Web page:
I got a bit of cell service along the ridge and I got some lovely messages from people, I really do enjoy hearing from you all (a lot of the time I’m stood on a windy ridge or still walking while I’m looking at my phone – taking my life in my hands – so I don’t always get the chance to reply, but I read every message). Walking and looking at your phone is quite a skill!

The trail got pretty rocky and soon I had to concentrate on what I was doing. I made it to the stream without breaking anything and waited for Catwater. It was here we needed to decide how far we were going to go. All the way to Belden, a 29 mile day, or just 3 more miles to the last campsite before Belden. It was only 2pm so we decided to push on to Belden. And the promise of a burger also helped our decision!

The 10 miles of trail was rocky and mostly down with a few annoying bits of up thrown in. I plugged myself into my music and making sure Catwater was far enough behind me to not hear me I sang out loud. I was doing a rather exuberant version on ‘I’m looking at the man in the mirror, I’m asking him to change his ways…’ Which involved a lot of arm movements and I plunge my hand into a thistle which was super painful. After that I kept the actions to a minimum but carried on with the singing. Singing out loud is good for the soul.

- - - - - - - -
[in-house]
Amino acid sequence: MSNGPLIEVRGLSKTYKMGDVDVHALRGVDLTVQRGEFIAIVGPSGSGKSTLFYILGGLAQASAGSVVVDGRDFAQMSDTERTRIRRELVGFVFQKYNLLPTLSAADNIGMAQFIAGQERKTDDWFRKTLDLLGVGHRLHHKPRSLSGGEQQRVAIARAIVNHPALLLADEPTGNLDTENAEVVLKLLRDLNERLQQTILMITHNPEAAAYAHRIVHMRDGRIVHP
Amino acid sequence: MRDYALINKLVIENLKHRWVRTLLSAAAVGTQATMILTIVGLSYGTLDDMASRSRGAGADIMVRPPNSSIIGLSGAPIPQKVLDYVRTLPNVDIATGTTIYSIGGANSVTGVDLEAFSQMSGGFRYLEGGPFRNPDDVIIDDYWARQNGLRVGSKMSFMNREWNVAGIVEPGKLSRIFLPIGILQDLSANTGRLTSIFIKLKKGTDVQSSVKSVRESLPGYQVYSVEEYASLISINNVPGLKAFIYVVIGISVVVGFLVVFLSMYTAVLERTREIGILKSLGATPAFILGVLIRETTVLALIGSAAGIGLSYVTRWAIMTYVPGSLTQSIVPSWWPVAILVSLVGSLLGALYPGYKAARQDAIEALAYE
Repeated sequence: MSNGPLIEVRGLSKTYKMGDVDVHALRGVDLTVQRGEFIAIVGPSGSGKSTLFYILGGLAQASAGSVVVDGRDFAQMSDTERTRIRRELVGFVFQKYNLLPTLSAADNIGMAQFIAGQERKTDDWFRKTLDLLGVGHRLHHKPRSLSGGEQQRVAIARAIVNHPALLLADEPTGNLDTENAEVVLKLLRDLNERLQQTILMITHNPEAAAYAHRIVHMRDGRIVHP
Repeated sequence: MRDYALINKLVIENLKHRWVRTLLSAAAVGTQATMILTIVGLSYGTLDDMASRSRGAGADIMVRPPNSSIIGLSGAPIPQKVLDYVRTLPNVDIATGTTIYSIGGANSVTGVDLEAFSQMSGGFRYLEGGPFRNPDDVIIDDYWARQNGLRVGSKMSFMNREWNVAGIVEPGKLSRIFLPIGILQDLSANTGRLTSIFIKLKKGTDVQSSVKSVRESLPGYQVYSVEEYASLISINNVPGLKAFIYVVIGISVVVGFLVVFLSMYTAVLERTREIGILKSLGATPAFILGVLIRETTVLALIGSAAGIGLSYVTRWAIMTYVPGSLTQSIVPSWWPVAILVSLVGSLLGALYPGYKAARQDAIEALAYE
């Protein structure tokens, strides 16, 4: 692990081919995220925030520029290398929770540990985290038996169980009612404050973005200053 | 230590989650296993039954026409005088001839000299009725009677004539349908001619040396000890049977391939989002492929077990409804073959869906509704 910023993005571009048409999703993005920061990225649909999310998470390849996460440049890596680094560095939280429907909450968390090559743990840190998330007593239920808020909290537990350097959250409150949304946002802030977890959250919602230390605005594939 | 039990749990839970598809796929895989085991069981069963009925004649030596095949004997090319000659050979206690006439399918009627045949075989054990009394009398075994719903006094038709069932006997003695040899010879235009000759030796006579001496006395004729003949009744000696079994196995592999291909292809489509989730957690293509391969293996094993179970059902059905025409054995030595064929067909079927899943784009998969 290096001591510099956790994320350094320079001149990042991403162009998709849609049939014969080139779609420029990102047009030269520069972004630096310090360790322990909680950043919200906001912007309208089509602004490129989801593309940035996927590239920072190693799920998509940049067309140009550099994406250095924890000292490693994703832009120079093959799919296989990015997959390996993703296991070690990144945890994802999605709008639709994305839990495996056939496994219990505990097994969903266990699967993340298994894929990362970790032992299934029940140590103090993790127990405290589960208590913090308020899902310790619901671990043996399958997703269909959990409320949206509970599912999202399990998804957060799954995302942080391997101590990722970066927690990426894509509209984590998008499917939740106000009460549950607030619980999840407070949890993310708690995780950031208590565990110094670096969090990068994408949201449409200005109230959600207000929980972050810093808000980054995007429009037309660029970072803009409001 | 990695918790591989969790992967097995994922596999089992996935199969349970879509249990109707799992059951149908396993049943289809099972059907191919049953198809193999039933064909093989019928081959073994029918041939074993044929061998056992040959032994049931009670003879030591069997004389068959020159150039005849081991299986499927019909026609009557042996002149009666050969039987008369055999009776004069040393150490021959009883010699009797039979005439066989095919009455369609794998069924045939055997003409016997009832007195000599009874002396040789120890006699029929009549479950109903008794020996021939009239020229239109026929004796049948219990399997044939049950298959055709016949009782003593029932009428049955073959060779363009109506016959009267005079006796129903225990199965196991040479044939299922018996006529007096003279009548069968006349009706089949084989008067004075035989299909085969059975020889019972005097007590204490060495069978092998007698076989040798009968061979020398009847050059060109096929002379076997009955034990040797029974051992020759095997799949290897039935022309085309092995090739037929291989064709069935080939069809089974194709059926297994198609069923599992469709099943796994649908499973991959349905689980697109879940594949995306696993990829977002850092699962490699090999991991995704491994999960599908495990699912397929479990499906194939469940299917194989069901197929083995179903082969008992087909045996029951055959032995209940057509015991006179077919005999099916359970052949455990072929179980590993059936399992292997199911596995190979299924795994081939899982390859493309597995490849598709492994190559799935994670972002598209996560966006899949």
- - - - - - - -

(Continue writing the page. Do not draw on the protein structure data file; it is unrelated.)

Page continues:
As I descended into the valley it got very windy, as the feather river came into sight I could see white horses on the water. I could see the ‘town’ of Belden from up high on the ridge. Belden is not a town. It contains 2 maybe 3 buildings!

With only 2 miles left to go I see Ninja Tortoise coming towards me. I remind him of our first meeting as I was heading north to Harts pass and asked him about his accident. He fell on some snow somewhere in glacier peak wilderness I think and he said something about damaging his shoulder. So he is now heading north instead. We chatted for a while but I think maybe he had a bump on the head when he fell as well as a damaged shoulder.

A talented bear?!…

I wait for Catwater at the road, she is only 5 minutes behind me and me head to the ‘resort’. It’s a much different scene than last year when there was a big July 4th party going on. It’s much more serene today but it’s still a bizarre little place. We go straight to the bar and order drinks and burgers. It was a good burger and I ate like I hadn’t eaten for weeks. I felt like I hadn’t eaten for weeks, when in reality it had only really been 2 days since my last real food! Oh well, get it when you can! It was Catwaters biggest miles so far so we had to celebrate!

We saw Kangaroo there and another southbounder called Jorts who was getting back on the trail after a week off. We chatted with them for a while.

Catwater decided to get a room, so I joined her. She is a fancy hiker! So I got the luxury of a bed and a shower! Had I been on my own I would have been camping, but I’m not stupid, I know a treat when I see one!!


I’m walking thousands of miles for Just A Drop because everyone should have access to clean water. Donate here.